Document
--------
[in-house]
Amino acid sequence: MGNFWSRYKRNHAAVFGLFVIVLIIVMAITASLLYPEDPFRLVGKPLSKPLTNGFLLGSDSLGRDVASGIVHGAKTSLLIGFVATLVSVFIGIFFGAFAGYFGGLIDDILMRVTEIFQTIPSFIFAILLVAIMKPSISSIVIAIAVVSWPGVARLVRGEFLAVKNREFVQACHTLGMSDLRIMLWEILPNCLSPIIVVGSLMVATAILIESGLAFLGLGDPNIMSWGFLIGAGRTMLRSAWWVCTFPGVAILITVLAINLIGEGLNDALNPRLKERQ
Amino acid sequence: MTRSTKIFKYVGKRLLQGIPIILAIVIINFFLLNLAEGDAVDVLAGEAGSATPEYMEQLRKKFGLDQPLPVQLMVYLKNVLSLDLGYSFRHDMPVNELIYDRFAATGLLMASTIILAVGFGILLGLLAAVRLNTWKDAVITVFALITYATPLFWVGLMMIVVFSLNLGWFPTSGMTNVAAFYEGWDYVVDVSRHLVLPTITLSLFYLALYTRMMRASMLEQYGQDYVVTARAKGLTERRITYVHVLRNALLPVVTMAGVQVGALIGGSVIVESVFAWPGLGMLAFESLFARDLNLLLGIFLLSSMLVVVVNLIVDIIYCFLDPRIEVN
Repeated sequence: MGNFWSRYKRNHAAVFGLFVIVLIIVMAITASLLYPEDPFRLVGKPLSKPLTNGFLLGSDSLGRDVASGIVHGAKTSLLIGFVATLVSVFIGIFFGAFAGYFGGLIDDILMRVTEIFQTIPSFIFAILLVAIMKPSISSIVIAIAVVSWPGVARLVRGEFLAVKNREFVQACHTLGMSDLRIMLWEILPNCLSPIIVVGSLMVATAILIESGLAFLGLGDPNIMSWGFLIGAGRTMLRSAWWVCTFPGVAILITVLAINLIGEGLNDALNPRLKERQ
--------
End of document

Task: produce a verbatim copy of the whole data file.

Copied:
[in-house]
Amino acid sequence: MGNFWSRYKRNHAAVFGLFVIVLIIVMAITASLLYPEDPFRLVGKPLSKPLTNGFLLGSDSLGRDVASGIVHGAKTSLLIGFVATLVSVFIGIFFGAFAGYFGGLIDDILMRVTEIFQTIPSFIFAILLVAIMKPSISSIVIAIAVVSWPGVARLVRGEFLAVKNREFVQACHTLGMSDLRIMLWEILPNCLSPIIVVGSLMVATAILIESGLAFLGLGDPNIMSWGFLIGAGRTMLRSAWWVCTFPGVAILITVLAINLIGEGLNDALNPRLKERQ
Amino acid sequence: MTRSTKIFKYVGKRLLQGIPIILAIVIINFFLLNLAEGDAVDVLAGEAGSATPEYMEQLRKKFGLDQPLPVQLMVYLKNVLSLDLGYSFRHDMPVNELIYDRFAATGLLMASTIILAVGFGILLGLLAAVRLNTWKDAVITVFALITYATPLFWVGLMMIVVFSLNLGWFPTSGMTNVAAFYEGWDYVVDVSRHLVLPTITLSLFYLALYTRMMRASMLEQYGQDYVVTARAKGLTERRITYVHVLRNALLPVVTMAGVQVGALIGGSVIVESVFAWPGLGMLAFESLFARDLNLLLGIFLLSSMLVVVVNLIVDIIYCFLDPRIEVN
Repeated sequence: MGNFWSRYKRNHAAVFGLFVIVLIIVMAITASLLYPEDPFRLVGKPLSKPLTNGFLLGSDSLGRDVASGIVHGAKTSLLIGFVATLVSVFIGIFFGAFAGYFGGLIDDILMRVTEIFQTIPSFIFAILLVAIMKPSISSIVIAIAVVSWPGVARLVRGEFLAVKNREFVQACHTLGMSDLRIMLWEILPNCLSPIIVVGSLMVATAILIESGLAFLGLGDPNIMSWGFLIGAGRTMLRSAWWVCTFPGVAILITVLAINLIGEGLNDALNPRLKERQ